This Week in History: Lenox Inc. and its Impact on Trenton

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If you’re a collector of fine china, chances are you’ve encountered a Lenox item. The iconic porcelain pieces have been highly sought-after for years, but did you know they got their start right here in Trenton?

In addition to its expansive resumé, Trenton is widely recognized as a manufacturing hub of the 19th and 20th centuries. From glassware to steel and everything in between, the City gave meaning to its iconic slogan, “Trenton Makes, the World Takes.” One of the most well-renowned companies to set up shop in Trenton was Lenox, a celebrated manufacturer of American fine china. Walter Scott Lenox, a Trenton native, was born in 1859. Around the time of his birth, the porcelain and pottery industries were booming in the area. Shortly thereafter, Lenox determined that he too would become a ceramicist. Throughout his apprenticeship and training, Lenox would work with the Willetts Manufacturing Company as well as the Ott and Brewer Factory, where Lenox served as the art director.

Partial Lenox set, Northgate Gallery (January 2016)

By the time Lenox turned 30, he had entered into a partnership with Johnathan Coxon Jr. and in 1889 opened the doors of his own business, the Ceramic Art Company. It didn’t take long for Lenox to hit the ground running, and shortly thereafter they were producing a primitive version of their soon-to-be-celebrated wares. Due to limitations in manufacturing capability, Lenox was not initially able to create the sorts of fine glassware that wealthy Americans were after at the time. However, as the business continued to evolve, Lenox trained himself in the techniques required to create fine dishware. In 1894, Lenox bought out Coxon’s share of the business and then became the sole proprietor of his company.

As his business evolved, Lenox’s health unfortunately began to deteriorate. As his condition worsened, he steadily became more reliant on his secretary Harry Brown, who had been with the company since its early days. With Brown’s help, the pair established Lenox Inc. in 1906. Lenox often stated that his goal was to be perceived as a respected fine china manufacturer and be known around the world. He believed he achieved this goal in 1917, when the White House ordered a large table service – this was regarded as the first time that American china was used to entertain heads of state from around the globe. This encounter with the Presidency would not be Lenox’s first, as orders would subsequently be made from Woodrow Wilson, Franklin D. Roosevelt, Harry Truman, Ronald Reagan, and more.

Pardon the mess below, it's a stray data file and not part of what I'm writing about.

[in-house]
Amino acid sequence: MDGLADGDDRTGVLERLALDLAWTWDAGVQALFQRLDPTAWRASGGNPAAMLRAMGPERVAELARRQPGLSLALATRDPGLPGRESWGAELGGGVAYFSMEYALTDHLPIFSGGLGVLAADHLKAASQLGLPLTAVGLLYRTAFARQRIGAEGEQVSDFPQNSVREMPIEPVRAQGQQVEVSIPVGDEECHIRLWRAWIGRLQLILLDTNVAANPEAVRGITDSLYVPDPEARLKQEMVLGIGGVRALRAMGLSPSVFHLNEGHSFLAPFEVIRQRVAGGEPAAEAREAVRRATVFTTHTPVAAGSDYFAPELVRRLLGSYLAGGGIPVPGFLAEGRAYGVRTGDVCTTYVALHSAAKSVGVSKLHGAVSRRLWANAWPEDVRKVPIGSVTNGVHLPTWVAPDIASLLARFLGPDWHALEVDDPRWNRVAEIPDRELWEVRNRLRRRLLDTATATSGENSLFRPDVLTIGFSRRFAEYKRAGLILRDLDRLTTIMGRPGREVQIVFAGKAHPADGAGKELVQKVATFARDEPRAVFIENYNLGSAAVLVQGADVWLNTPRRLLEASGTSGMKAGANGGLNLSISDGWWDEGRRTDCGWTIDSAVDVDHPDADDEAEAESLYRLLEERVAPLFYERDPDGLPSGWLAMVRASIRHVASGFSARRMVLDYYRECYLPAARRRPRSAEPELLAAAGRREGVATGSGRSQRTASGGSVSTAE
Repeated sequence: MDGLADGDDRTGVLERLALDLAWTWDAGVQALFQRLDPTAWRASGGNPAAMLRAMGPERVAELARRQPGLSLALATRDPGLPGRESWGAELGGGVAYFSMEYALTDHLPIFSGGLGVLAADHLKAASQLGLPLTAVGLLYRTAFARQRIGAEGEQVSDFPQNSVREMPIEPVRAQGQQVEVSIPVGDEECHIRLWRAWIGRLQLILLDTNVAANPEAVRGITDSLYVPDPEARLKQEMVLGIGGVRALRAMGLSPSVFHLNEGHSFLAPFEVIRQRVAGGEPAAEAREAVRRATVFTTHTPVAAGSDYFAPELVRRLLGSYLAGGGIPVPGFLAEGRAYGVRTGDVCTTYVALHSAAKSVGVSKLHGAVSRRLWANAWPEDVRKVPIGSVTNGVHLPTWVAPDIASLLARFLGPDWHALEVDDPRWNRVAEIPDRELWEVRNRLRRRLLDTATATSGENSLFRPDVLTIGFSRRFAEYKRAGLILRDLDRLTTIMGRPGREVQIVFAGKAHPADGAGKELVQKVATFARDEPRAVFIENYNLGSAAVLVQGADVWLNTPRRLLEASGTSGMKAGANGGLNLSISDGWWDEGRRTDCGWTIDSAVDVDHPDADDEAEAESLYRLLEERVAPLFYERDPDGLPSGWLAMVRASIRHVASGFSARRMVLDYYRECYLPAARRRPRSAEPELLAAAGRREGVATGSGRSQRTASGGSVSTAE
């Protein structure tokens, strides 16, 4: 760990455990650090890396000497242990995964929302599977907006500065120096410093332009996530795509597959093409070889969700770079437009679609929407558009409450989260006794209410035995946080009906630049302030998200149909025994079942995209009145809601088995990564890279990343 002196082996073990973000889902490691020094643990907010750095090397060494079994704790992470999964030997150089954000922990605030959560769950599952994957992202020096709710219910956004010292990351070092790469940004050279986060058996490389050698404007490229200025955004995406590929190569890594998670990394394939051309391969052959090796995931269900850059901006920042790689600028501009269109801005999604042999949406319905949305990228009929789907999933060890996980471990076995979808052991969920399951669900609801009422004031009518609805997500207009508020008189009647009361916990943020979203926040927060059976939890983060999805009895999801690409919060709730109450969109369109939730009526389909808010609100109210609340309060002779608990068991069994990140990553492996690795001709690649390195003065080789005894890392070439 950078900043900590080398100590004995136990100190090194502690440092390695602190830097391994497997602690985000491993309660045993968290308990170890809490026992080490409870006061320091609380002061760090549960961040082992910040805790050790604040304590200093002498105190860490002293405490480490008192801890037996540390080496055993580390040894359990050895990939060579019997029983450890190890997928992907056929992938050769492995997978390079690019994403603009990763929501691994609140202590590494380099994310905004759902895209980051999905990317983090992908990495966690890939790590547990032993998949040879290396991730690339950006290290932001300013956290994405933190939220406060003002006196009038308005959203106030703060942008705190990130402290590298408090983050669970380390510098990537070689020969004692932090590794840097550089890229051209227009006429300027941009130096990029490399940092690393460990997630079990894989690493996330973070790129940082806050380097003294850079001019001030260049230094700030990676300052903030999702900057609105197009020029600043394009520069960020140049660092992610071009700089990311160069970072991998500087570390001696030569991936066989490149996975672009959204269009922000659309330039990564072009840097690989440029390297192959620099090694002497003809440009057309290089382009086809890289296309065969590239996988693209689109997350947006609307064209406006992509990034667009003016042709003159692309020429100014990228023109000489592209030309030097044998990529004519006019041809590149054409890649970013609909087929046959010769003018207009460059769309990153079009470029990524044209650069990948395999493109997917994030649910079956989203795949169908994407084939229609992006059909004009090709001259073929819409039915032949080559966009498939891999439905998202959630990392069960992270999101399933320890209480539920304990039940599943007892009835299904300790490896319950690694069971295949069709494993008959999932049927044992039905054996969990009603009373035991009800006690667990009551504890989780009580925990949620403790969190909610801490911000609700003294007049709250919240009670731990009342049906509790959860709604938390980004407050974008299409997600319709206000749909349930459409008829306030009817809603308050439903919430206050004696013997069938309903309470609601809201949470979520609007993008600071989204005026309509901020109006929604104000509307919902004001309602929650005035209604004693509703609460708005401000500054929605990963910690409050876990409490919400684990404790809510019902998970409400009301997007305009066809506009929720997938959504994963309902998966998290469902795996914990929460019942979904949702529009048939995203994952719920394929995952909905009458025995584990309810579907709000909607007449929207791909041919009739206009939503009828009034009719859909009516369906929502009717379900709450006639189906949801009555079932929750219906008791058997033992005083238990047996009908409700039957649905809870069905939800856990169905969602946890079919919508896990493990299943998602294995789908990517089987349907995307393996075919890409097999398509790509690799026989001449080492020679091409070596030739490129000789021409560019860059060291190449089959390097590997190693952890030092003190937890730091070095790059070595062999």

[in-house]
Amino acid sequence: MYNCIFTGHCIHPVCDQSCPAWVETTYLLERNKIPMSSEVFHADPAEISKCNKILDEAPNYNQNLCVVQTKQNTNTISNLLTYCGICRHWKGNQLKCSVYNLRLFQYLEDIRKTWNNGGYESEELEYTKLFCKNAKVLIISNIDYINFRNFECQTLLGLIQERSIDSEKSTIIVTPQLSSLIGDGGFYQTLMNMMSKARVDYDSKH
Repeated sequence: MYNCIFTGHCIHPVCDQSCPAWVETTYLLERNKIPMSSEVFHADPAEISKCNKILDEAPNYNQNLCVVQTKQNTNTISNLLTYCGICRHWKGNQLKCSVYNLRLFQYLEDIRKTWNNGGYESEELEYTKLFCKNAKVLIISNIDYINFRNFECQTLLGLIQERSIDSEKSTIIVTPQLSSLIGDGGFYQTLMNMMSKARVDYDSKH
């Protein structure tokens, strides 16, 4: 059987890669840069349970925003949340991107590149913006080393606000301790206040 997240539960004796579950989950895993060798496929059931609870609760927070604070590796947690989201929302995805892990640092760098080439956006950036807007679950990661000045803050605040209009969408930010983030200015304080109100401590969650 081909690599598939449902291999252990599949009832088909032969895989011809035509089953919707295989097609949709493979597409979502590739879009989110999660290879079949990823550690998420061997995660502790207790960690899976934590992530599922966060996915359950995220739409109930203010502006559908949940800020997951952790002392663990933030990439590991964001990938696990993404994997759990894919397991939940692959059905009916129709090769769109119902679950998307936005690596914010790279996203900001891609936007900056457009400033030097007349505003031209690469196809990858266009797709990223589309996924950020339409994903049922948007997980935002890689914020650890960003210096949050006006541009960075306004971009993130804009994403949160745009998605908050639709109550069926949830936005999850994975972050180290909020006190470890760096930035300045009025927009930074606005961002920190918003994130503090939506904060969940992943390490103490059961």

China of President Ronald Reagan, introduced in 1982 and chosen by First Lady Nancy Reagan.

After Lenox’s passing in 1920, his company began garnering even higher esteem. Although the company was still competing with European manufacturers, Lenox was finally able to stand out when it devised its own signature style. Rather than relying on the motifs of European glassware, Lenox embraced a more modern design featuring clean lines and understated artistic additions. Lenox’s wares soon became iconic, and by the end of the 1930s, Lenox had cornered 25% of the domestic market in the United States.

As the company grew, they continued to evolve to meet their customer’s needs. For example, in the 1950s Lenox stepped away from the European model of purchasing an entire service of china. Purchasing a full set was often expensive, making it out of reach for the average family. Rather, Lenox began manufacturing one-, three-, and five-piece sets that were much more attainable for your day-to-day American. Lenox was also the first company to offer a registry for brides-to-be. To this day, Lenox glassware is a celebrated piece of American manufacturing history. Lenox items have been displayed in some of finest museums in the world, including the Metropolitan Museum of Art and the Smithsonian museums. Lenox was even the only American china ever shown at the esteemed Ceramics Museum in France. Lenox items are also enjoyed at the Vice President’s residence, over 300 U.S. embassies, and approximately half of all governor’s mansions.

In countless ways, Trenton has been and continues to remain a center of innovation. Walter Scott Lenox was a visionary, entrepreneur, and artist whose works were celebrated by families and presidents alike. Like so many others, his humble beginnings in Trenton would lead to world-changing feats. To this day, collectors are thrilled to find Lenox’s creations to add to their collection. The next time you sit down for a meal, take a peak at the bottom of your plate – you may just be enjoying the work of one of Trenton’s finest legacies.

Lenox Poppies on Blue Salad Plates

SOURCES:

  • https://www.company-histories.com/Lenox-Inc-Company-History.html
  • https://potteriesoftrentonsociety.org/news-events/blog/lenox-showroom/
  • https://www.invaluable.com/blog/inside-the-archives-lenox-china-prices/